Internet address space is managed hierarchically:
- IANA allocates space to Regional Internet Registries (RIRs).
- RIRs allocate space to Local Internet Registries (LIRs).
- LIRs assign space to End Users.
At each level, some address space may be reserved for future expansion and/or efficient aggregation. As more hierarchical levels are introduced, the overall efficiency of the address space usage decreases.
The HD ratio (Host-Density ratio) is a way to measure address space usage [RFC 3194]. The HD ratio value can relate to a percentage of usage, which decreases as the amount of address space grows. This allows for the decreasing efficiency that occurs with more hierarchical levels.
The HD ratio is currently used to measure IPv6 address space usage [ipv6-address-policy]. The IPv6 Address Allocation and Assignment Policy considers a block of IPv6 address space to be ‘used’ when its HD ratio reaches 0.80. This is a manageable figure ("values of 80% or less correspond to comfortable trade-offs between pain and efficiency" [RFC 3194]).
This document proposes using the HD ratio to measure IPv4 usage. The proposed value of the HD ratio for IPv4 is 0.96.
The current document, “IPv4 Address Allocation and Assignment Policies for the RIPE NCC Service Region” [ipv4-address-policy], considers a block of IPv4 addresses to be ‘used’ when 80% of the addresses within the block have been sub-allocated or assigned. This is applied to all address blocks, regardless of size.
Current policies assume a hierarchical system of address space delegation. However, they do not make any allowance for hierarchical management within allocated address space. For LIRs in particular, a hierarchical approach is often required for assignment of address space to service elements such as customer networks, individual Points of Presence (PoPs), regionalised topologies, and even distinct ISP products. Small network infrastructures may require simple hierarchies, but large infrastructures can require several levels of address space subdivision. These levels of hierarchy are not recognised by the current policy framework and are highly restricted by the "80% rule". As a result, managing large blocks is often difficult, requiring large internal routing tables and/or frequent renumbering of internal address blocks.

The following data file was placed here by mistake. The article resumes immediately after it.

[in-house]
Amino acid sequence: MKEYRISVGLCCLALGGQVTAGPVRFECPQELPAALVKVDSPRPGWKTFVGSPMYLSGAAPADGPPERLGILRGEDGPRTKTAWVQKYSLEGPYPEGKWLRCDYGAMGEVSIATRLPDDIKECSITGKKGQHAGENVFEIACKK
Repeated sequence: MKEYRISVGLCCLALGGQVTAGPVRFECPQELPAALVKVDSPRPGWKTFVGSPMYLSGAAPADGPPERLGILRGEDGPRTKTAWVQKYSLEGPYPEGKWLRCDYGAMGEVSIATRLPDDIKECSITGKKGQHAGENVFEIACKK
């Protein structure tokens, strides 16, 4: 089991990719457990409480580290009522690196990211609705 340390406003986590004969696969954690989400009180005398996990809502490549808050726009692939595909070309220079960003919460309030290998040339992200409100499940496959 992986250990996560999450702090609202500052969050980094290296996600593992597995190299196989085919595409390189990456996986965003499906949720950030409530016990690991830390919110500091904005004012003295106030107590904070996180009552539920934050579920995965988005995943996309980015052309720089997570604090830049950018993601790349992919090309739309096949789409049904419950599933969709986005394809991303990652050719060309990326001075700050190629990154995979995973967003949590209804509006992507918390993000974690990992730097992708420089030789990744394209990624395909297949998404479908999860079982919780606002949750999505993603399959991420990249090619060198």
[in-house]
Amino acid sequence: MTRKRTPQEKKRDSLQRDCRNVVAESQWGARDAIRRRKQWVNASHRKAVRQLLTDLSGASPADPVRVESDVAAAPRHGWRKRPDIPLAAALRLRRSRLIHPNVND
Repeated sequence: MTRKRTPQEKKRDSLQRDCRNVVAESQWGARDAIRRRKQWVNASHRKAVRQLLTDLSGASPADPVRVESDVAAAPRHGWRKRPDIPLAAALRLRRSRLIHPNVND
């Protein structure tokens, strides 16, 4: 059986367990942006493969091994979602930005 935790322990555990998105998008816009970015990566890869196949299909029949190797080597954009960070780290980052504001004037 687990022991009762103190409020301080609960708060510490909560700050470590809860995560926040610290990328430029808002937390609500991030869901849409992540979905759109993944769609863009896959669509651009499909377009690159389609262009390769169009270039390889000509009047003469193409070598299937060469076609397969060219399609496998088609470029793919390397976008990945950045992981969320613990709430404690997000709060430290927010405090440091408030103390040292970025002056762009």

One of the goals of the RIR system is to avoid unnecessary depletion of IPv4 address space. However, address management policies must also be practical in terms of how much management overhead they cause. When large amounts of address space are involved, the "80% rule" can result in more work for an LIR.
Basing usage on the HD ratio should lead to equal levels of management overhead across the board, rather than penalising the holders of large address blocks.
To see a rough estimation of the immediate impact of this proposal, an HD Ratio value of 0.96 was applied to the average amount of address space held by an LIR in the RIPE NCC Service Region. This showed that on average, LIRs would qualify for an additional allocation block when they have assigned or sub-allocated about 59% of their allocated address space.
c. Arguments supporting the proposal.
This proposal fairly takes into account addressing hierarchies used in large and extra-large registries and introduces a useful level of flexibility for those registries
The local Internet registries using the 80% criteria may continue to do so and will not be impacted by the new policy.
The RIPE NCC will provide support to minimise complicated calculations or administrative burden to LIRs.
d. Arguments opposing the proposal.
This proposal will have some limited impact on IPV4 address consumption.